- For our analysis, we focus on the lease-to-own (battery + e-2W motorcycle)/ homecharging model. All else equal, e.g. equal access to electricity by both homes and business; equal lease periods for both vehicle and batteries, it is the most cost efficient and, hence, affordable long-run model for drivers.
Based on the above assumptions, the key result of the economic dimension of the framework is: For economic attractiveness, the daily energy savings by a driver switching to e-2W (Figure 1A) should be at least the incremental non-energy daily cost of making the switch (Figure 2A). Hence, the relationship: Daily energy savings >= $2.78 (see figure 1B)Key assumptions leveraging insights from Kenya, a fairly competitive 2W bike market: energy efficiency of ICE-bike (23 km/L; higher end) and e-bikes (20km/kWh; lower end); daily distance traveled (70km; lower end); daily lease payment (18 months; and lower end of payment of $4 per day)
Matrix dimension 2: environmental attractiveness
For this dimension, we use the market’s share of electricity generated from low carbon sources as a proxy for environmental and climate attractiveness of the grid. According to BP Statistical Review of World Energy & Ember data, the African average for low-carbon share of electricity production is about 20%. We use this level as the minimum threshold for a market to be considered environmentally attractive. Some might prefer a higher threshold (e.g. 50%) but we thought it made sense to focus on the relative environmental attractiveness of a market for which the average marks a good relative point. An additional dimension we could have added was grid reliability. Anecdotes on grid reliability abound, but hard, cross-country data is limited. What this means practically is this: would-be investors should dig deeper into this topic for the specific country/countries they want to invest in to assess the impact on the market(s) attractiveness.
These two dimensions (economic and environmental attractiveness) form the basis for the simple 2×2 framework we developed to assess a market’s attractiveness, based on a switching driver’s basic unit economics (daily energy savings must exceed daily non-energy incremental cost from switching) AND a relatively clean electricity grid.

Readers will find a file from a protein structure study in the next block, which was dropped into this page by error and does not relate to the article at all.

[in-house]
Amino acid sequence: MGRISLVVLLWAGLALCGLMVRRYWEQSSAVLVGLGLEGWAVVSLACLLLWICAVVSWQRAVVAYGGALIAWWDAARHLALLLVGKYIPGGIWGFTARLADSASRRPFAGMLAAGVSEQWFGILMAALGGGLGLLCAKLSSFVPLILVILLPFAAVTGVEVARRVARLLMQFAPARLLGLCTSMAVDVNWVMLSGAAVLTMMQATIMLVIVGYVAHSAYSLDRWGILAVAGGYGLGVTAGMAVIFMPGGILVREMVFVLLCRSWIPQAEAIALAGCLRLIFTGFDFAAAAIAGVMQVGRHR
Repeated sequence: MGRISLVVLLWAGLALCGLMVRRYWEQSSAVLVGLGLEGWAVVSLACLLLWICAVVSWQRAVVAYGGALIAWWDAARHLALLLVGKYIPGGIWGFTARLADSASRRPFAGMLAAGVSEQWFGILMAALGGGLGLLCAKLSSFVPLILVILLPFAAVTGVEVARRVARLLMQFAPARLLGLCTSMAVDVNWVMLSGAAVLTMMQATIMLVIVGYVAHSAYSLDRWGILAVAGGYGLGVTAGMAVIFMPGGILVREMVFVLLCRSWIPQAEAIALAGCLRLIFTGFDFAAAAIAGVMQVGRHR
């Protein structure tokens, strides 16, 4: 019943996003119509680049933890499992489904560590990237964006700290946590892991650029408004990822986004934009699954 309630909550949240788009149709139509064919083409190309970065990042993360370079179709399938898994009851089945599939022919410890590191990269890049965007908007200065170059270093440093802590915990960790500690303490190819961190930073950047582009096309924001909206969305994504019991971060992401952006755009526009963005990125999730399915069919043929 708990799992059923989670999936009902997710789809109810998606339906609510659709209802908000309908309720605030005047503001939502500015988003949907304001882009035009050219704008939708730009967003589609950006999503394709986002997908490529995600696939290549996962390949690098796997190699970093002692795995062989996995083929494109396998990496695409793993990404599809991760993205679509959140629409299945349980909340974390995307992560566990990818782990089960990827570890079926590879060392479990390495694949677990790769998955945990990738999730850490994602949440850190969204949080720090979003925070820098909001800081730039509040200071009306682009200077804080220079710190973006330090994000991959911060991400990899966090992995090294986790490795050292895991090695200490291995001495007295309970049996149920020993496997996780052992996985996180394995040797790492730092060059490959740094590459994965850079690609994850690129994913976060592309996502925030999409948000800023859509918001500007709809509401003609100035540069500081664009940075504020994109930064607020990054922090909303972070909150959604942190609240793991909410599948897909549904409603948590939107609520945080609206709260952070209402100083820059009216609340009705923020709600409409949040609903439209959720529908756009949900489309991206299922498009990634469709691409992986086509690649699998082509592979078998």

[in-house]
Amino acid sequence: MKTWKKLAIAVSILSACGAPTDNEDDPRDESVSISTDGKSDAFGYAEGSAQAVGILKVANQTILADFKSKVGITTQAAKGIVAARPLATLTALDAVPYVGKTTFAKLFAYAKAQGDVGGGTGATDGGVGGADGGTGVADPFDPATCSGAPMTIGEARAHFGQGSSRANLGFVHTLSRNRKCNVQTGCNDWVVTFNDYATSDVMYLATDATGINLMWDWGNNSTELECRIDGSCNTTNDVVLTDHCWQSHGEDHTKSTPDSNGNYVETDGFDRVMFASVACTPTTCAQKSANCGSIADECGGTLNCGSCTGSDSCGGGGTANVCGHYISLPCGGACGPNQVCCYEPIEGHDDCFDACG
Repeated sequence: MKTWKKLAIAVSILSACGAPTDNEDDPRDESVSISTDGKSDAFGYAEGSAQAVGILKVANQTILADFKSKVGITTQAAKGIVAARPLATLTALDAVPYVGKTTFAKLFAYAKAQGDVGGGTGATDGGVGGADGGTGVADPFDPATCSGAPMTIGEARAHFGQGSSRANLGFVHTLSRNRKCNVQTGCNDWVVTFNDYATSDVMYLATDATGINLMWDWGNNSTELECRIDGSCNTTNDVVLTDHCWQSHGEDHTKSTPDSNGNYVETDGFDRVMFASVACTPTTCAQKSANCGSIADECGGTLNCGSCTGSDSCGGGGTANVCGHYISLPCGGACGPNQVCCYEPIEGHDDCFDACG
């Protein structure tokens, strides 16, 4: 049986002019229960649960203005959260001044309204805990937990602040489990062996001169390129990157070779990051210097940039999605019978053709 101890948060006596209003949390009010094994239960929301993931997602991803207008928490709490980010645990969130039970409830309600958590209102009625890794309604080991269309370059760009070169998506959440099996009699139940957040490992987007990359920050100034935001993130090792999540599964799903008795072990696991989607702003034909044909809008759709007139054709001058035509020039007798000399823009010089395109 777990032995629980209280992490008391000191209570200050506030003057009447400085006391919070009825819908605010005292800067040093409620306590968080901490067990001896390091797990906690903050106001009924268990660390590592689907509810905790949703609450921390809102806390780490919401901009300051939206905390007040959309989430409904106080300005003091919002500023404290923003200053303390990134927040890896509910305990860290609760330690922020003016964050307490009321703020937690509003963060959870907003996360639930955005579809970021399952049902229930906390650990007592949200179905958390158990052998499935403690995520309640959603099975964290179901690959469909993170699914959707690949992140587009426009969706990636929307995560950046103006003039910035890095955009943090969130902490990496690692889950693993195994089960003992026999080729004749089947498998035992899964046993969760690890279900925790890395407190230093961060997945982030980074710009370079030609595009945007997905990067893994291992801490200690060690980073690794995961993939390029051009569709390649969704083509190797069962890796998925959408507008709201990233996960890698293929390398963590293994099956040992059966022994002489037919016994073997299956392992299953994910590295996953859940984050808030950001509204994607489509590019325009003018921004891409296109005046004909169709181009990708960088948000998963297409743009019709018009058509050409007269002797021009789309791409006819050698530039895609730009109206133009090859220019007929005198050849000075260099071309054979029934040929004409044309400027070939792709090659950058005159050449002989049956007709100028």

Results: Applying the framework above for markets for which data is available yields 15 markets that are attractive today. See Figure 2 for the applied 2×2 framework:
As Figure 2 shows, most African markets for which we were able to find data are close to being attractive for green mobility from a value-to-driver perspective (daily energy savings from switching are close to exceeding the incremental daily cost of switching). We split the markets as follows:
The top-right cell represents Ready Markets. This is a set of 15 countries that emerge as attractive and represent about 40% of sub-Saharan Africa’s population. They include markets that have attracted investor attention like Kenya and Uganda and others that have yet to attract attention like Cameroon. In this set, there’s a subset that has even stronger grid cleanness (50% or more share of electricity is from renewables). You can call them the “Super Ready Market”. These are good places to start: high attractiveness to the driver and a very green grid, relatively speaking. These markets include the East African darlings like Kenya and Uganda. A market like Tanzania might be considered Super Ready if one counts natural gas as a renewable source of electricity generation: its share of electricity from renewables then leaps to about 80%. For our analyses, however, we take a conservative approach and exclude natural gas.
The bottom right cell is what we call, “Driver-Driven Markets”. In these markets, a key driver for economic viability is the average daily travel distance of the driver making the switch. In Rwanda for example, data suggests that drivers regularly cover upwards of 90 km daily. Using this as a new average travel distance pushes Rwanda, and a country like Guinea, into the Ready Market set. We know that Rwanda today already has several e-2W early-stage companies.